It is this changing pattern of social and domestic life that has created demons like the Muthaliks who see red when they watch young people “many even teenagers” in pubs or in parks, necking and petting and take to violence, which, in turn, bring out the worst from the likes of Arundhati Roy.
In plain words we have no outstanding leaders to lay down norms of social behaviour. No gurus, no saints and savants, no men and women of standing to command respect and attention. Individualism is all. According to a well-known commentator, S.Gurumurthy, “the rise of unfettered individualism and undefined feminism have led to the erosion of families and a rise in divorces, single-parent families, unwed mothers, lesbians, gays and almost the collapse of traditional households?. The question may be asked: Are we generalising? In multi-caste, multi-religious, multi-cultured land like India, would it be correct to say that values have disappeared totally or even substantially? The answer is obvious: What we see, even at the micro-level, is indicative of things to come.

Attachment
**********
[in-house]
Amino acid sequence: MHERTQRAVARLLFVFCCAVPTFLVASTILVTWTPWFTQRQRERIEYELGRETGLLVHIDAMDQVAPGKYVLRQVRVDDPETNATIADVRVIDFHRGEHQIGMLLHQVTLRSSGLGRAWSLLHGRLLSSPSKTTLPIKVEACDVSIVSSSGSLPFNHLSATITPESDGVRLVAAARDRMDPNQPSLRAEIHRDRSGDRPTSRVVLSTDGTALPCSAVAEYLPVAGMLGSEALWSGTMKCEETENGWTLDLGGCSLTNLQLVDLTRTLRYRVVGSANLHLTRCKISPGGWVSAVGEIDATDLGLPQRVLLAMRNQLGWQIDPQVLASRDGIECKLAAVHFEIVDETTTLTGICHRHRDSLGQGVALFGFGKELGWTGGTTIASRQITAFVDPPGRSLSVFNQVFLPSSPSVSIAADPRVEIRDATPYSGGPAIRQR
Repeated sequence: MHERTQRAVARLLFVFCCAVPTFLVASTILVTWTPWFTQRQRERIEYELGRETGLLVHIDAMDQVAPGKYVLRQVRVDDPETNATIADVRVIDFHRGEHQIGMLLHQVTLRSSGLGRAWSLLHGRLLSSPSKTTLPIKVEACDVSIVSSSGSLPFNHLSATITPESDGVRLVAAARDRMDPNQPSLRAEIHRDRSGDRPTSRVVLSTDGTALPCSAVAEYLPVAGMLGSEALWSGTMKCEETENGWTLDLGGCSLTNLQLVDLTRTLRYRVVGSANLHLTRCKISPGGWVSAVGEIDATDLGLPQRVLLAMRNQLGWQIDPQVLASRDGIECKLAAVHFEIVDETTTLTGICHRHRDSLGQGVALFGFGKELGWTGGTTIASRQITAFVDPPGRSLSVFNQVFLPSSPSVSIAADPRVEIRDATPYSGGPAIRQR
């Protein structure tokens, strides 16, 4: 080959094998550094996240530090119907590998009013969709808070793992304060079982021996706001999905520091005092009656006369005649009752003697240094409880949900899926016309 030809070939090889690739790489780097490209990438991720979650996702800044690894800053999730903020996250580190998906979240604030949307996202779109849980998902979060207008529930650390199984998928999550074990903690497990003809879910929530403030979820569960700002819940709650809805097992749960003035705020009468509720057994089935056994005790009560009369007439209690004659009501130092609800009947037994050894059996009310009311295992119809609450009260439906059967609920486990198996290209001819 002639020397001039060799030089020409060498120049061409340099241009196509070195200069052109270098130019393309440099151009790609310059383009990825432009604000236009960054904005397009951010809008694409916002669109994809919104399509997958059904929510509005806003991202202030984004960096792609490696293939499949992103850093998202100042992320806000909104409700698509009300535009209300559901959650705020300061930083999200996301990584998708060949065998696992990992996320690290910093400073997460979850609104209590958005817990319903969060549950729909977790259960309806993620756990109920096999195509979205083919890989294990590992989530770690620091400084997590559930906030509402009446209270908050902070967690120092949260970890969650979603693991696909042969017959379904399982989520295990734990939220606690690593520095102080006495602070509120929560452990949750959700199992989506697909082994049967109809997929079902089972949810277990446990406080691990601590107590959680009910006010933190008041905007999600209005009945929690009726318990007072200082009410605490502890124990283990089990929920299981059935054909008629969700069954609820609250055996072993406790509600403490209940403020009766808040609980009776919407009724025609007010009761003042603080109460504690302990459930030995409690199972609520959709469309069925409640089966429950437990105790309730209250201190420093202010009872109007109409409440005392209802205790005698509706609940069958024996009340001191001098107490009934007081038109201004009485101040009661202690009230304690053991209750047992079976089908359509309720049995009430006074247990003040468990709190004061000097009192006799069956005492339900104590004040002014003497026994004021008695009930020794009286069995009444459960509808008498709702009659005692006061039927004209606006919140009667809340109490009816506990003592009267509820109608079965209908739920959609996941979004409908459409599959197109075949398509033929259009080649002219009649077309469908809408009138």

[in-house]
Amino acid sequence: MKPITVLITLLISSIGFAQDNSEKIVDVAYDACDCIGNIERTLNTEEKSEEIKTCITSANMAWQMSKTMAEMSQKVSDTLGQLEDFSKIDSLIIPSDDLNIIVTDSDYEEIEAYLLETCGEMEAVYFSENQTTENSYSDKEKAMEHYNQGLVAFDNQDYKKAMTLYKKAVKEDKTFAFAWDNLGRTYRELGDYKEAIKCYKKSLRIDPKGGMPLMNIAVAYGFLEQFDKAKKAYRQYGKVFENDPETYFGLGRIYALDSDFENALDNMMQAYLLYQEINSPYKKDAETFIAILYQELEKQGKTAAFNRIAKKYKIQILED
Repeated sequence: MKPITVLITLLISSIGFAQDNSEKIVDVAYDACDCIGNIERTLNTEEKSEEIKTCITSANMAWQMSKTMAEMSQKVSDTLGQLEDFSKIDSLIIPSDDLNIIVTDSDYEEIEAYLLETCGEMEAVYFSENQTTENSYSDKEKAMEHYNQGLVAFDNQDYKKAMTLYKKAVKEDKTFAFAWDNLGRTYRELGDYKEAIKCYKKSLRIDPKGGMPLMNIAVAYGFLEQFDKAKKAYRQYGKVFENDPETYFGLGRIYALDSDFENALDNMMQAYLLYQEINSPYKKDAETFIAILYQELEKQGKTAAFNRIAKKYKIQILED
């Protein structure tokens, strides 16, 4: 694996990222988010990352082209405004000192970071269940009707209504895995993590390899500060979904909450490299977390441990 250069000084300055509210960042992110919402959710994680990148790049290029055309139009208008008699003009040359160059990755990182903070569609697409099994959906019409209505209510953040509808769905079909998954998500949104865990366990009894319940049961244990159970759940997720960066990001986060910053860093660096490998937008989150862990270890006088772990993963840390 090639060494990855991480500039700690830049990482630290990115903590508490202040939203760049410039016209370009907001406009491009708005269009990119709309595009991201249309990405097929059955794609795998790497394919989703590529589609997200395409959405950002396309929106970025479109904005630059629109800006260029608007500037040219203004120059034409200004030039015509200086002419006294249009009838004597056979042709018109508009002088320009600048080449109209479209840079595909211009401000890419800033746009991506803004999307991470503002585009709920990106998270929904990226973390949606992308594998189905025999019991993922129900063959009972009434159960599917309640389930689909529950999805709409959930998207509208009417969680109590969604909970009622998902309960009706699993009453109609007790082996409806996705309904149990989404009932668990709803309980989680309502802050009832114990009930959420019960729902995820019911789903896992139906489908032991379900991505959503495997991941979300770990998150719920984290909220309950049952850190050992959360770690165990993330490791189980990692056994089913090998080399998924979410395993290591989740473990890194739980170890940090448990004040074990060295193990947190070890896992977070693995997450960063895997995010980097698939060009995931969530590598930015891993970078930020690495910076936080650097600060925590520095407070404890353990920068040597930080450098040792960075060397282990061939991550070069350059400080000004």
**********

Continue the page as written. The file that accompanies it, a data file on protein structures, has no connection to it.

If early steps are not taken to halt the deterioration of cultural values we might be reduced to a degenerate nation that has lost its way. And to think of India which once produced great philosophers and savants like Vivekananda, Sri Aurobindo, Ramana Maharshi, not to speak of a Mahatma Gandhi, a Rabindranath Tagore and a Sarvapalli Radhakrishnan! Do we have to produce Muthaliks to correct the social course we are taking? Aren'tthere caste leaders, community spokesmen et al to set society in the ?right? path? Can't communities on their own lays down rules and regulations of social behaviour among themselves? Do we need Muthaliks and their goons to lay down norms? What have we come to? These are not issues to be dealt with by Parliament or legislatures, let alone by self-appointed gangs like the Ram Sena. There is no way that we can standardise behavioural patterns. These are best left to individuals parents, teachers, community leaders, even the media which has a great role to play, but which it is not playing. All that one can, in the circumstances, say is: Wake up, India! You have a role to play in the world.